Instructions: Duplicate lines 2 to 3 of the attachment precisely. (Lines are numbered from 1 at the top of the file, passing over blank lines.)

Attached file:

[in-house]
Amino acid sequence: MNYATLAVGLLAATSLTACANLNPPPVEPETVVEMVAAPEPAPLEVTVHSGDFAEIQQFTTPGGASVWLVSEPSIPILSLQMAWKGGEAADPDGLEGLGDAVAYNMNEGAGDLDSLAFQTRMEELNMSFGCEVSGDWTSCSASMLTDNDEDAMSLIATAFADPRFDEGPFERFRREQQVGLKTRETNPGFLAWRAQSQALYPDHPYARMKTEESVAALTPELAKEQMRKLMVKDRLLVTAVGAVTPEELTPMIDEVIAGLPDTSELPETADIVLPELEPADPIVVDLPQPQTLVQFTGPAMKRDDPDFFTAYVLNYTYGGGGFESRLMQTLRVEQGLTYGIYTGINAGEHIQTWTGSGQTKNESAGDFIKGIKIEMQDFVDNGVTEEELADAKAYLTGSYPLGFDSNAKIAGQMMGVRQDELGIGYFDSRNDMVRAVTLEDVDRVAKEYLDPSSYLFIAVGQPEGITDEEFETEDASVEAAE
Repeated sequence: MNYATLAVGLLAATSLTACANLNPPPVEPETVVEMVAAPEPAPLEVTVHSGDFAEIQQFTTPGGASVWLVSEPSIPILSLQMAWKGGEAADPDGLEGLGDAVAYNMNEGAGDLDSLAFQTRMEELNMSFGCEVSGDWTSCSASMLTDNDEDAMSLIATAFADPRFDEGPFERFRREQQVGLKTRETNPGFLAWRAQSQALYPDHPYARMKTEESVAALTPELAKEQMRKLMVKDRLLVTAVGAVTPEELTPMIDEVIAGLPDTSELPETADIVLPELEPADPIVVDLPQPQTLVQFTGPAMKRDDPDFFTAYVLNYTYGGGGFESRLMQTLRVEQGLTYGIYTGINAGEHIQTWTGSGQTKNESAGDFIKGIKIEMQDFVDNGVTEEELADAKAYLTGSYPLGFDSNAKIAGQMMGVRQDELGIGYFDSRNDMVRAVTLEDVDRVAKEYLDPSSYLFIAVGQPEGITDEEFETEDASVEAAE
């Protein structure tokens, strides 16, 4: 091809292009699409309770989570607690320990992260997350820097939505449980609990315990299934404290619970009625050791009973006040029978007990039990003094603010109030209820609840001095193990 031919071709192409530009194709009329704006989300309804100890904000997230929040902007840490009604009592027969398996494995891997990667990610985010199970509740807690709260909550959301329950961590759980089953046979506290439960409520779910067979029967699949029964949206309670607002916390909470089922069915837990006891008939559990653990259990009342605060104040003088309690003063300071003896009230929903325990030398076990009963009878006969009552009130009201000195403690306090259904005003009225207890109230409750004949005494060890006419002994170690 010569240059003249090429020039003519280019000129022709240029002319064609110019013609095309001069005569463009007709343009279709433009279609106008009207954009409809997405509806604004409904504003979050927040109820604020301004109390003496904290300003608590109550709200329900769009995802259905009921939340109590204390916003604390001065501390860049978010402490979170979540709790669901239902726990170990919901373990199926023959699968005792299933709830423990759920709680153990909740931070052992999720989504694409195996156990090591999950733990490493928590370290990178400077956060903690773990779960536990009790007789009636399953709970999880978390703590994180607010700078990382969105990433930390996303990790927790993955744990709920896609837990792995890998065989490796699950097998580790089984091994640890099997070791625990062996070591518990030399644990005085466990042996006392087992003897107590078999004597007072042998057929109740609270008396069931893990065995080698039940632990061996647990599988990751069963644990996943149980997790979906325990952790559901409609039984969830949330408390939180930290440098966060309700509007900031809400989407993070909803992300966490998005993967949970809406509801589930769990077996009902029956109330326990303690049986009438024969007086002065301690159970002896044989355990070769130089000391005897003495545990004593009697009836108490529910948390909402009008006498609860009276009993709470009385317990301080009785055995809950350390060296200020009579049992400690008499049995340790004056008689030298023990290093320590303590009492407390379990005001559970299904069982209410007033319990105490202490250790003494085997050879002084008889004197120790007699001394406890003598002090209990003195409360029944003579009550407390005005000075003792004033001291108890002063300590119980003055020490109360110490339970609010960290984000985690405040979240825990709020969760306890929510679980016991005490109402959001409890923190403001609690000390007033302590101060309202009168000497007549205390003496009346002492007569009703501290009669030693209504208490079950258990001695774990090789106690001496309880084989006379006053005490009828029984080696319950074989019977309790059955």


Amino acid sequence: MNYATLAVGLLAATSLTACANLNPPPVEPETVVEMVAAPEPAPLEVTVHSGDFAEIQQFTTPGGASVWLVSEPSIPILSLQMAWKGGEAADPDGLEGLGDAVAYNMNEGAGDLDSLAFQTRMEELNMSFGCEVSGDWTSCSASMLTDNDEDAMSLIATAFADPRFDEGPFERFRREQQVGLKTRETNPGFLAWRAQSQALYPDHPYARMKTEESVAALTPELAKEQMRKLMVKDRLLVTAVGAVTPEELTPMIDEVIAGLPDTSELPETADIVLPELEPADPIVVDLPQPQTLVQFTGPAMKRDDPDFFTAYVLNYTYGGGGFESRLMQTLRVEQGLTYGIYTGINAGEHIQTWTGSGQTKNESAGDFIKGIKIEMQDFVDNGVTEEELADAKAYLTGSYPLGFDSNAKIAGQMMGVRQDELGIGYFDSRNDMVRAVTLEDVDRVAKEYLDPSSYLFIAVGQPEGITDEEFETEDASVEAAE
Repeated sequence: MNYATLAVGLLAATSLTACANLNPPPVEPETVVEMVAAPEPAPLEVTVHSGDFAEIQQFTTPGGASVWLVSEPSIPILSLQMAWKGGEAADPDGLEGLGDAVAYNMNEGAGDLDSLAFQTRMEELNMSFGCEVSGDWTSCSASMLTDNDEDAMSLIATAFADPRFDEGPFERFRREQQVGLKTRETNPGFLAWRAQSQALYPDHPYARMKTEESVAALTPELAKEQMRKLMVKDRLLVTAVGAVTPEELTPMIDEVIAGLPDTSELPETADIVLPELEPADPIVVDLPQPQTLVQFTGPAMKRDDPDFFTAYVLNYTYGGGGFESRLMQTLRVEQGLTYGIYTGINAGEHIQTWTGSGQTKNESAGDFIKGIKIEMQDFVDNGVTEEELADAKAYLTGSYPLGFDSNAKIAGQMMGVRQDELGIGYFDSRNDMVRAVTLEDVDRVAKEYLDPSSYLFIAVGQPEGITDEEFETEDASVEAAE